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Retroactive Thinking: ‘House of 1,000 Corpses’ 10 Year Anniversary by Saintmort

Horror certainly has changed over the years. If you were to hold them side by side, it’d be impossible to see how Psycho lead to Hostel III. However, if you were to work your way through the various decades of horror films, you’ll be able to see just how the genre evolved (or devolved, depending on who you ask).

Here’s a quick breakdown for you though. While the 60’s focused on films like Psycho and Peeping Tom, horror was still mostly tame until Hershell Gordon Lewis came to town with Blood Feast and 2000 Maniacs. You’d think this would mark the start of gore, but it wasn’t. Lewis’ films mostly remained all his own. By the 70’s, horror became more psychologically driven. Films about stalkers, cannibals and revenge dominated the genre. This is where you started to get films like The Hills Have Eyes, The Texas Chainsaw Massacre, and Halloween.

Enter the 1980’s. Suddenly there was a new horror movie every week. You had a nice blend of gore films, low-budget films from Full Moon Pictures and Troma, as well as plenty of Slasher flicks. Eventually, in a sea of sequels, horror died out in the 90’s.

It wasn’t until 1996 that Horror suddenly became important again with Scream, but within a few years, the self aware slasher became tiresome. While the late 90’s/early 2000’s produced a few decent surprises (Cabin Fever comes to mind), most horror fans were clamoring for the eventual release of Rob Zombie’s directorial debut, House of 1000 Corpses.

200px-House_of_1000_Corpses_poster

Rob Zombie created music for Metal-heads and Horror fans (which basically has a lot of overlap). His filmmaking career at that time had been minimal.. He did some animation for Beavis & Butthead Do America, as well as directed some White Zombie music videos, but that was the extent of it.

In the 90’s, he was instrumental in helping revive Universal Studios Halloween Horror Nights which opened the door for him to make a film for Universal. What he ended up presenting them was a film so demented, dark and bizarre that Universal believed it would receive a NC-17 rating and refused to release it.

The film is a throwback to the gritty psychological films of the 1970’s blended with the modern day gore. It’s packed with winks and nods to The Manson Family, Hills Have Eyes, Texas Chainsaw Massacre and the Marx Brothers. It begins with a group of 4 teenagers (Including pre-Office Rainn Wilson and fat Chris Hardwick) driving around, when they stop at Captain Spaulding’s gas station/Museum of Monsters and Madmen. It’s there that they find out about Dr. Satan, a local serial killer.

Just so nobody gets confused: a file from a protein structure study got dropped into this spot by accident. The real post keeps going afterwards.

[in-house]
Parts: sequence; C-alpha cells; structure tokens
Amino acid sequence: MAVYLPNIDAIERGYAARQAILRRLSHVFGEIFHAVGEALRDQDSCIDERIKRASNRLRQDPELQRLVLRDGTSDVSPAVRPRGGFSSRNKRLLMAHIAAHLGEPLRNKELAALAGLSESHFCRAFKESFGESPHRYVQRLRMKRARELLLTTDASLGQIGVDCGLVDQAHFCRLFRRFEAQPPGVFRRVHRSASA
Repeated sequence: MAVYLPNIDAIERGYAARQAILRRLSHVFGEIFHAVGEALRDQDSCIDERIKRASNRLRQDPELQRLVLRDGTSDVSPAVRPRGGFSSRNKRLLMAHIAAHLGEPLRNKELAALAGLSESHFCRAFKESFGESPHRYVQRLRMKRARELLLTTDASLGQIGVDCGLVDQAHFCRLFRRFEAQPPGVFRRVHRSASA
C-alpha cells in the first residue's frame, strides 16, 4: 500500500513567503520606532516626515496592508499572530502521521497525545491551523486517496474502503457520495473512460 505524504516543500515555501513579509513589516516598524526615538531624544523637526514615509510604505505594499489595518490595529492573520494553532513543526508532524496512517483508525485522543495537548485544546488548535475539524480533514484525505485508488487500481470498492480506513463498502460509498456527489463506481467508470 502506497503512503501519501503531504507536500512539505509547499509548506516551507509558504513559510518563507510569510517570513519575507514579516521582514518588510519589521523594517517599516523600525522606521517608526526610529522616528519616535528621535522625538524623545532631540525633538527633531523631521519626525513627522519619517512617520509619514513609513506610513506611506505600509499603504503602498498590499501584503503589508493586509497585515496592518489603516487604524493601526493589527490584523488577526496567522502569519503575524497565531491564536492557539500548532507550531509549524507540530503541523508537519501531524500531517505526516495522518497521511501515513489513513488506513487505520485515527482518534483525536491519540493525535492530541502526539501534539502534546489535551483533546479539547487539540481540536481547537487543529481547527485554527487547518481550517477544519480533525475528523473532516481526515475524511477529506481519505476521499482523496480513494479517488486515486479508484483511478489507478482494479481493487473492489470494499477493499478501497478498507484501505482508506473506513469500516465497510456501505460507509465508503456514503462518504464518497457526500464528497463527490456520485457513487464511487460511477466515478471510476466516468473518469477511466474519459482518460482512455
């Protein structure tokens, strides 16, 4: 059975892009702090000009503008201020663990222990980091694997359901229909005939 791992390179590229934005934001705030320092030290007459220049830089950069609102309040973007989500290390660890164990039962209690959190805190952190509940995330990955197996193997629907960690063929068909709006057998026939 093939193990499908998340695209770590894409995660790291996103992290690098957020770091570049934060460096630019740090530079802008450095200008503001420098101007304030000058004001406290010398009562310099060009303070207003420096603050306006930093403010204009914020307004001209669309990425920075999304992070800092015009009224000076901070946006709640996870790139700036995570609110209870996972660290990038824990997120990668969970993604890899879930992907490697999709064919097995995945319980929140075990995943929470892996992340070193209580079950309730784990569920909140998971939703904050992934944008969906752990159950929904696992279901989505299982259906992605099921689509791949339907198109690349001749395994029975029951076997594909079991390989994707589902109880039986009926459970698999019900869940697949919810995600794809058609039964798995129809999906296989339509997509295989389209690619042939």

Museum

While trying to find the tree where he was hung, they encounter a hitch-hiker named Baby. Shortly after picking her up, they blow a tire and need a tow. Baby informs them her family lives near by and her brother has a tow-truck.

The group end up in a strange dinner/variety show performed by the family, and when they begin to leave the house after their tire has been replaced, they are attacked and held captive for Otis Driftwood’s (Baby’s Adopted Brother) demented experiments. It just gets dark, more deranged and in general unsettling from there.

The film was completed in 2000 but Universal refused to release it. It wasn’t until 3 years later, when Zombie was able to purchase back the rights that he managed to finally get the film released by Lionsgate on April 11th 2003. I remember seeing it the night it came out with a group of friends after work (listening to the movie soundtrack on the drive there). That same weekend, I went for an encore with my girlfriend at the time. The next week we found out her best friend hadn’t seen the movie yet, and I went and saw it a 3rd time.

I know many people who hated this film and consider it Zombie’s worst movie. While I know that The Devil’s Rejects (the films sequel) is a superior film, I have more fun watching this. The film grows in enjoyment ten years later. It’s still just as demented as ever before. Rob Zombie’s weird usage of various camera styles and filters, as well as his unrelenting gore and plain bizarre twists make the movie difficult to follow but still a ton of stupid fun.

Some people might not care, but I say Happy 10 Year Anniversary House of 1000 Corpses.

  • http://www.facebook.com/jayde.hargis Jayde Aaron Marshall Hargis

    “The boogeyman is real, and you found him.” Lol. I had actually never seen this movie until just last year, and it was only because my girlfriend made me. But I’m glad she did. I love horror and Rob makes some decent films.

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